Cristal: I think as artists the number one goal for us is to be as authentic as we can be with our music and to be as true as we can to our experiences. Sometimes that feels really invasive and kind of scary. Especially when you're writing those lyrics or you're thinking of putting that song out to the world or to a visitor or whatever it might be. It can feel kind of scary because you really are at times—I know a lot of artists that in the past said this—but you're taking basically journal entries out of your journal and putting them to music. Depending on how you want to go about saying that, you can get really raw and straightforward or can go through a metaphor saying what you want to do.

For us with this record, I think that there are no metaphors really. It's super, super truthful and we're telling stories of our lives in these lyrics and in this music. You know exactly what we're talking about and that feels a little scary. But as long as we're doing that and pushing ourselves to be our best selves, the truest self, the most authentic artists we can be, then we're doing our job and it feels really rewarding. So I think what we've learned from all this is, it's just, continuously push yourself. Push yourself to be uncomfortable, push yourself to be as truthful as you can be, push yourself to be better. And the art follows that, it pays off.

So I have to ask because this affects you as musicians: Do you have any concerns about the Coronavirus tour and festival cancelations?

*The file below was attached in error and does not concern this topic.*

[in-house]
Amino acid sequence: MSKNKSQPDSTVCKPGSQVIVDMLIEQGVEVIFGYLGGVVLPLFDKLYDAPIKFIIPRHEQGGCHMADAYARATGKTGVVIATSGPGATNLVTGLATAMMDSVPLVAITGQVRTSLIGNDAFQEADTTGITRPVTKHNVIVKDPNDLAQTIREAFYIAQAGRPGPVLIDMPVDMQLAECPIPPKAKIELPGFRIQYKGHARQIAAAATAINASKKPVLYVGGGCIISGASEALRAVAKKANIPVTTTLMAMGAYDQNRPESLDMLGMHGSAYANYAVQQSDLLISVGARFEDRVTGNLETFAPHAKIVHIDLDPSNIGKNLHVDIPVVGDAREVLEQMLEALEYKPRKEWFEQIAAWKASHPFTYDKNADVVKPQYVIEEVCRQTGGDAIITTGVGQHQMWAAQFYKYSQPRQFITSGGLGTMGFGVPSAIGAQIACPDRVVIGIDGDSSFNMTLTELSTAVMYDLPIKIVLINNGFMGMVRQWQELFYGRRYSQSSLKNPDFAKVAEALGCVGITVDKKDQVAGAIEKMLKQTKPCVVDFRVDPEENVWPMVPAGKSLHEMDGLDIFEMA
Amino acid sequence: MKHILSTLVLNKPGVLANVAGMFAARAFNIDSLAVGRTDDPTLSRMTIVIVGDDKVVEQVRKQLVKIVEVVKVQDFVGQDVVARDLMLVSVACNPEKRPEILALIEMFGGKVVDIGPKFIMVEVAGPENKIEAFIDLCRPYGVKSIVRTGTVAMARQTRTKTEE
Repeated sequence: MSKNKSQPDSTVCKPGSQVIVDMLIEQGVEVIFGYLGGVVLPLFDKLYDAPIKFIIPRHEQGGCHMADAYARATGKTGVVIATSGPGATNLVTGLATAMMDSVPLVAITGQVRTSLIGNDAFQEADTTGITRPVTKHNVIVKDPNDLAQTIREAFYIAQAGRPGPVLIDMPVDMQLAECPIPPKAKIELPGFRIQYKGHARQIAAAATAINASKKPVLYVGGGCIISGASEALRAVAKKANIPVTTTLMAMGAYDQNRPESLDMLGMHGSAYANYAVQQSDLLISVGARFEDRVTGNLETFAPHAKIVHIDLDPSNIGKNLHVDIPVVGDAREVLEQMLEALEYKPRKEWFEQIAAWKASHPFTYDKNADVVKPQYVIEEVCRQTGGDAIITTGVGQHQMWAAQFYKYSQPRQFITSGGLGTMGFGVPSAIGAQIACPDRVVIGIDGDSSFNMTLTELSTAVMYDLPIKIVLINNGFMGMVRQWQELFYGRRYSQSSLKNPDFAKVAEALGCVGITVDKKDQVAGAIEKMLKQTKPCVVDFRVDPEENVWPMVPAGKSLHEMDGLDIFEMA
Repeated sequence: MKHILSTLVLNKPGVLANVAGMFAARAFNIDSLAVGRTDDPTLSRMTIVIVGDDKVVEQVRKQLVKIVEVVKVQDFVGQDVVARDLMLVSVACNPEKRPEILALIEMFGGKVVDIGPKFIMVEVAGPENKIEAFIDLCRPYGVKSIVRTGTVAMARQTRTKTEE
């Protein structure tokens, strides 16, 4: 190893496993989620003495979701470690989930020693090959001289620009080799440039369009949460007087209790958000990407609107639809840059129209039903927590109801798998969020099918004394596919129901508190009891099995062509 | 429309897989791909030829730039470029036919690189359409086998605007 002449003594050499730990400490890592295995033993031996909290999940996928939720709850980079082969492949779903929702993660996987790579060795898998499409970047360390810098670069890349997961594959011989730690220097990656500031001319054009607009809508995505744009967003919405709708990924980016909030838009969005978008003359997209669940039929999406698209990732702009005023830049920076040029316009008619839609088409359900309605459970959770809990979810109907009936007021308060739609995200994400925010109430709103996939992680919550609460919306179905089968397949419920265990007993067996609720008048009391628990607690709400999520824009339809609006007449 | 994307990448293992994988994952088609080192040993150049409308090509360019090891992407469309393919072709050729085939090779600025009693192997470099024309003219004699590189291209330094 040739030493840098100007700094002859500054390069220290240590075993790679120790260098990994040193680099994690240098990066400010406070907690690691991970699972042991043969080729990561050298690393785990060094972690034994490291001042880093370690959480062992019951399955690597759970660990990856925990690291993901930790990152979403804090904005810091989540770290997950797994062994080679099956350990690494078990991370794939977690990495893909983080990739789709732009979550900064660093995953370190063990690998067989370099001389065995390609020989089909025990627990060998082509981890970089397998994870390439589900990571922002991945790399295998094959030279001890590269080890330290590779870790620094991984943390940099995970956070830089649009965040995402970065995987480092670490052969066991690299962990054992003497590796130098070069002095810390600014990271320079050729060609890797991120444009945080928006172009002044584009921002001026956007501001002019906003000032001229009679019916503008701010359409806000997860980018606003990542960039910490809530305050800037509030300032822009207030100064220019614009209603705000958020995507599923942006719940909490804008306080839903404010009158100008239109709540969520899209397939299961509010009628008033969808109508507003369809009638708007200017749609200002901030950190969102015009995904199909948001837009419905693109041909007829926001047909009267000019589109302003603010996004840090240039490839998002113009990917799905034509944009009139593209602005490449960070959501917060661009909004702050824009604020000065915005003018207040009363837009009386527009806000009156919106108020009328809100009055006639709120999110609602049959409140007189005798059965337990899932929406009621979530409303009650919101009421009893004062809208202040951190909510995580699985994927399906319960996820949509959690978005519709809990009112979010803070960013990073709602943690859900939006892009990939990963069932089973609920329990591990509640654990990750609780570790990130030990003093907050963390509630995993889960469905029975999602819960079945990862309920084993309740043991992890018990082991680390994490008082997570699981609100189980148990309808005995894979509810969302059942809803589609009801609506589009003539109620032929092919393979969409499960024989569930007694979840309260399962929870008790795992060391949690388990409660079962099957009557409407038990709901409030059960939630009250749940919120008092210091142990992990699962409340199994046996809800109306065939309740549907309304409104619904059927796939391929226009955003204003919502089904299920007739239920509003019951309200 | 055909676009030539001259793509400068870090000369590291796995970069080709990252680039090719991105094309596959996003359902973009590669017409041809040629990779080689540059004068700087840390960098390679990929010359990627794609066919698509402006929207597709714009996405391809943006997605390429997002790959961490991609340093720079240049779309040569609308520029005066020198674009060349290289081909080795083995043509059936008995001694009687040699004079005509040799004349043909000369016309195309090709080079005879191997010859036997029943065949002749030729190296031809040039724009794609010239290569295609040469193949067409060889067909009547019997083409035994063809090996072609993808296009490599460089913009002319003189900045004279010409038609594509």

Cristal: You know what? We've not been asked this before.

Katie: I hate this.

Cristal: It all seems pretty scary, right? I think that we as a band and as people are pretty optimistic. And also we're really health-conscious. We take really good care of ourselves for the most part. We don't really drink, we don't smoke, we work out a lot, we eat really healthy.

Alisa: I also feel like we're not super impressionable. There's so much crazy media around the coronavirus that we've all taken the time to actually be guided, and really figure [out] what is the coronavirus?

Cristal: It’s definitely a scary time and something we are trying to learn more about every day. We are sending all of our love to people suffering because of it, and just trying to stay optimistic and educated. We will definitely be doing everything we can to keep ourselves and our fans safe.

Ending on a more positive note, is there anything else besides the new music that you're excited about 2020, professionally or personally?

Alisa: This tour coming up is going to be crazy fun.

Cristal: All the plans. All the plans, the new record. 

Alisa: Something we're really excited about is going to places we've never been before. Asia, and go over to Australia and all those like... And we'll really try to branch out and go see the places and play without being nervous.